Buried in the latest curveball from the #DeflateGate investigation is a brand-new case of ESPN-on-ESPN crime.
In her item primarily focusing on the alleged attempt by a Patriots locker-room attendant to give a non-special teams football to officials during the AFC title game, Kelly Naqi of ESPN.com drops a tidbit that conflicts with the report from ESPN’s Chris Mortensen that transformed the question of deflated footballs from a curiosity into a national sensation.
Regarding the halftime inspection of the footballs at halftime of the Colts-Patriots game, Naqi writes: “One source said [NFL executive Mike] Kensil personally checked the PSI (pounds per square inch) levels of all 12 footballs the Patriots had for use on offense and found that 11 of those 12 were underinflated by ‘one to two pounds.'”
Reported Mortensen on January 20: “NFL has found that 11 of the Patriots footballs used in Sunday’s AFC title game were under-inflated by 2 lbs each, per league sources.”
Naqi’s report is more consistent with our report from January 25 regarding Mort’s contention that 11 balls were underinflated by two pounds: “As one league source has explained it to PFT, the football intercepted by Colts linebacker D’Qwell Jackson was roughly two pounds under the 12.5 PSI minimum. The other 10 balls that reportedly were two pounds under may have been, as the source explained it, closer to one pound below 12.5 PSI.”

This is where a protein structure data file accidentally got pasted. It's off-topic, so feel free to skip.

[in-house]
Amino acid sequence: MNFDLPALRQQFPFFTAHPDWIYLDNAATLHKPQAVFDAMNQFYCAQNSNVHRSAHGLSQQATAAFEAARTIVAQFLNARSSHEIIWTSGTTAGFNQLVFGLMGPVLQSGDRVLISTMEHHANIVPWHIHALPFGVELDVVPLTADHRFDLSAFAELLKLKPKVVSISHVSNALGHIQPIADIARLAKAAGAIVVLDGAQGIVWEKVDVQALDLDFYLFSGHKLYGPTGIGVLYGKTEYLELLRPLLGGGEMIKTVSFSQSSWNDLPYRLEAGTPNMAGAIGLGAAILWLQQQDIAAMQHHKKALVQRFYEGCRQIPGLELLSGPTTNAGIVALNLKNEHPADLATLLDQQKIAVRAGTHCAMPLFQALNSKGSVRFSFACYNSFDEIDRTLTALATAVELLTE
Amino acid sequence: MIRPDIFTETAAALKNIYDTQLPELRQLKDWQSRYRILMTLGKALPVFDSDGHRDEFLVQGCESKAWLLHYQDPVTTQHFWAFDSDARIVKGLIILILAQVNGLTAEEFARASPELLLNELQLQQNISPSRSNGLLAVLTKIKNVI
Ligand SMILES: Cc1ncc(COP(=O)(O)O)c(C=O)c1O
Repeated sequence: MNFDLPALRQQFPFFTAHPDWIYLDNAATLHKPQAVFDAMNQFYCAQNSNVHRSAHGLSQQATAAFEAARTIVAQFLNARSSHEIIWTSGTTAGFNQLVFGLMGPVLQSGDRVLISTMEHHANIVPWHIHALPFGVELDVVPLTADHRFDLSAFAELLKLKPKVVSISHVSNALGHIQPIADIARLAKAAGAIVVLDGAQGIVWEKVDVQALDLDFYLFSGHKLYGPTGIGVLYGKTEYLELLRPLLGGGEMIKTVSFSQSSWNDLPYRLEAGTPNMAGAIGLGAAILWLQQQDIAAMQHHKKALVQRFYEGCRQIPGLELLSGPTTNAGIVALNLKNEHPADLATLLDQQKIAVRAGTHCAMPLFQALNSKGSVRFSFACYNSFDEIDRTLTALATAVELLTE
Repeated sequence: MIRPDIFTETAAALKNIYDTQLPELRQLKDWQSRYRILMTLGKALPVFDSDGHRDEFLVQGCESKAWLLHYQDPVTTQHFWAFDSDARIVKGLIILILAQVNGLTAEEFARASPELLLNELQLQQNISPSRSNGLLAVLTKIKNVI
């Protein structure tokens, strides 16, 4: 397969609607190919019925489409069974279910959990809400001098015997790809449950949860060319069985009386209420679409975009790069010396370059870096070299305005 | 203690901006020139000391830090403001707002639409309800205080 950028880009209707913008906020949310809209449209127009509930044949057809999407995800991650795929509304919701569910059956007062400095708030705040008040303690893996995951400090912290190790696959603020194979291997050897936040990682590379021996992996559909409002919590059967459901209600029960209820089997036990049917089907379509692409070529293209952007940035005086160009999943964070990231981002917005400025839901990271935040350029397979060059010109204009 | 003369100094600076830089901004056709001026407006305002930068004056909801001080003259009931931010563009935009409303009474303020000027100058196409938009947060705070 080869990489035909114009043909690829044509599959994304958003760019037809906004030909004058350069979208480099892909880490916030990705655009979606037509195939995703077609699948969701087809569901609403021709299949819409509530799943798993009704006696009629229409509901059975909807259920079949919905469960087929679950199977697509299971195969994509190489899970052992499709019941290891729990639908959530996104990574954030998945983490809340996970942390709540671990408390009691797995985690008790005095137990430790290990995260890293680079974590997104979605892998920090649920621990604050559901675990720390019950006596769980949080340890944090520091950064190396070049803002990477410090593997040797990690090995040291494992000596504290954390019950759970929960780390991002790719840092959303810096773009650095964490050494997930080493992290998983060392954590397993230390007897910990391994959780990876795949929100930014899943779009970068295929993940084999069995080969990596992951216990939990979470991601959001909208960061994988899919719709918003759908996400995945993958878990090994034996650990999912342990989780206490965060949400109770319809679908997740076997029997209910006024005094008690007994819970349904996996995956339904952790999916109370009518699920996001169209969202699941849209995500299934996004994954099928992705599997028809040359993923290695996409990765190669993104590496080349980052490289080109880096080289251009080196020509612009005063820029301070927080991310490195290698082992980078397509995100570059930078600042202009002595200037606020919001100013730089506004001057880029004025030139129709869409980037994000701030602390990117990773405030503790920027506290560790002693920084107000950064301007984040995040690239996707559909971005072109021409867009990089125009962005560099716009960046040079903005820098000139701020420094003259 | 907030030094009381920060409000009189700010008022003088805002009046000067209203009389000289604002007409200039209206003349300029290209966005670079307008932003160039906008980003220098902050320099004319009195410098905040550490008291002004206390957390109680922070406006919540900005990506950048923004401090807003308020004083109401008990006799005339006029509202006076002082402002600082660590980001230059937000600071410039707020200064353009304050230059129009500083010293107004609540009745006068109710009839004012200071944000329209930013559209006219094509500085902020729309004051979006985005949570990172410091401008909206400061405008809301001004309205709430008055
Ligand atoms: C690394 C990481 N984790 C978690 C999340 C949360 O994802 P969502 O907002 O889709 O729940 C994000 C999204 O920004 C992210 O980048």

Meanwhile, the new report from ESPN ignores the confusing Super Bowl Sunday item from NFL Media insisting that some of the balls were just “a few ticks under” the minimum. While the report contains inherent inconsistencies and was, as one league official told PFT in it’s aftermath, ultimately “wrong,” ESPN’s latest article apparently attempts to tell a comprehensive story about the controversy. It’s impossible to do that without at least mentioning the NFL Media report, especially since the NFL owns NFL Media.
Then again, it’s also impossible to tell a comprehensive story without mentioning Mort’s report that 11 of the balls were two pounds under 12.5 PSI.